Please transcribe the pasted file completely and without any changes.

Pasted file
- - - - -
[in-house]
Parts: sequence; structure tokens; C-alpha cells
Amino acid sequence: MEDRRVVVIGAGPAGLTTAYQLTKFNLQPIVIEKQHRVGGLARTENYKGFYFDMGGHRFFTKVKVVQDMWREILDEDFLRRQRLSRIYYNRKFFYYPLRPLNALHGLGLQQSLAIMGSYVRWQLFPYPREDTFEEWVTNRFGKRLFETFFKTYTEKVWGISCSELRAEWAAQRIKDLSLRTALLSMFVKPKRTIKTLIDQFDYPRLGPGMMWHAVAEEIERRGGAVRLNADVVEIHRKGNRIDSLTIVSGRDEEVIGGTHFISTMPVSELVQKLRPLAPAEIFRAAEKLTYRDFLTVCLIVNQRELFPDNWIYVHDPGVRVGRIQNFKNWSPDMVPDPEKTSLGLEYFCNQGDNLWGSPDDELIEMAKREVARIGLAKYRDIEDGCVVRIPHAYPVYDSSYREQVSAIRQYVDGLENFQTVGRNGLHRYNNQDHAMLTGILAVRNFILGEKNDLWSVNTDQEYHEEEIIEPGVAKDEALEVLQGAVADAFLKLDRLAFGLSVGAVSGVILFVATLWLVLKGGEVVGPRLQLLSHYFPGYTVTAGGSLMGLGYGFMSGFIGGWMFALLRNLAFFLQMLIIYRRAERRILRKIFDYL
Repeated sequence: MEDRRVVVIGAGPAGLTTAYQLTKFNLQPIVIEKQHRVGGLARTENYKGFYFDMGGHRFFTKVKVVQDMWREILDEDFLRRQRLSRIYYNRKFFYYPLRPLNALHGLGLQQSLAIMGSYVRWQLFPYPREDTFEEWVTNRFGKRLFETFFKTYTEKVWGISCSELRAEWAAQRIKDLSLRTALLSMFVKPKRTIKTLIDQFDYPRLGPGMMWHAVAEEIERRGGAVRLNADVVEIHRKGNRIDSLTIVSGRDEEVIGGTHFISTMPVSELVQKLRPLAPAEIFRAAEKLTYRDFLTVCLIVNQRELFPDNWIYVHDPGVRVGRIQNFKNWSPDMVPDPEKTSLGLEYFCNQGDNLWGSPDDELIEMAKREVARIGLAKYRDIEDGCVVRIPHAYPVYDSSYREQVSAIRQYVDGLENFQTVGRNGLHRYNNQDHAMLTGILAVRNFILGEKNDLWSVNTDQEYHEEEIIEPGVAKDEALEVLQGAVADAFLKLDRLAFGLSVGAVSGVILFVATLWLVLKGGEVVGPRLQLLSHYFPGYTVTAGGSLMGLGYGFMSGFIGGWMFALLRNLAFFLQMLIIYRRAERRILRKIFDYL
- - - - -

[in-house]
Parts: sequence; structure tokens; C-alpha cells
Amino acid sequence: MEDRRVVVIGAGPAGLTTAYQLTKFNLQPIVIEKQHRVGGLARTENYKGFYFDMGGHRFFTKVKVVQDMWREILDEDFLRRQRLSRIYYNRKFFYYPLRPLNALHGLGLQQSLAIMGSYVRWQLFPYPREDTFEEWVTNRFGKRLFETFFKTYTEKVWGISCSELRAEWAAQRIKDLSLRTALLSMFVKPKRTIKTLIDQFDYPRLGPGMMWHAVAEEIERRGGAVRLNADVVEIHRKGNRIDSLTIVSGRDEEVIGGTHFISTMPVSELVQKLRPLAPAEIFRAAEKLTYRDFLTVCLIVNQRELFPDNWIYVHDPGVRVGRIQNFKNWSPDMVPDPEKTSLGLEYFCNQGDNLWGSPDDELIEMAKREVARIGLAKYRDIEDGCVVRIPHAYPVYDSSYREQVSAIRQYVDGLENFQTVGRNGLHRYNNQDHAMLTGILAVRNFILGEKNDLWSVNTDQEYHEEEIIEPGVAKDEALEVLQGAVADAFLKLDRLAFGLSVGAVSGVILFVATLWLVLKGGEVVGPRLQLLSHYFPGYTVTAGGSLMGLGYGFMSGFIGGWMFALLRNLAFFLQMLIIYRRAERRILRKIFDYL
Repeated sequence: MEDRRVVVIGAGPAGLTTAYQLTKFNLQPIVIEKQHRVGGLARTENYKGFYFDMGGHRFFTKVKVVQDMWREILDEDFLRRQRLSRIYYNRKFFYYPLRPLNALHGLGLQQSLAIMGSYVRWQLFPYPREDTFEEWVTNRFGKRLFETFFKTYTEKVWGISCSELRAEWAAQRIKDLSLRTALLSMFVKPKRTIKTLIDQFDYPRLGPGMMWHAVAEEIERRGGAVRLNADVVEIHRKGNRIDSLTIVSGRDEEVIGGTHFISTMPVSELVQKLRPLAPAEIFRAAEKLTYRDFLTVCLIVNQRELFPDNWIYVHDPGVRVGRIQNFKNWSPDMVPDPEKTSLGLEYFCNQGDNLWGSPDDELIEMAKREVARIGLAKYRDIEDGCVVRIPHAYPVYDSSYREQVSAIRQYVDGLENFQTVGRNGLHRYNNQDHAMLTGILAVRNFILGEKNDLWSVNTDQEYHEEEIIEPGVAKDEALEVLQGAVADAFLKLDRLAFGLSVGAVSGVILFVATLWLVLKGGEVVGPRLQLLSHYFPGYTVTAGGSLMGLGYGFMSGFIGGWMFALLRNLAFFLQMLIIYRRAERRILRKIFDYL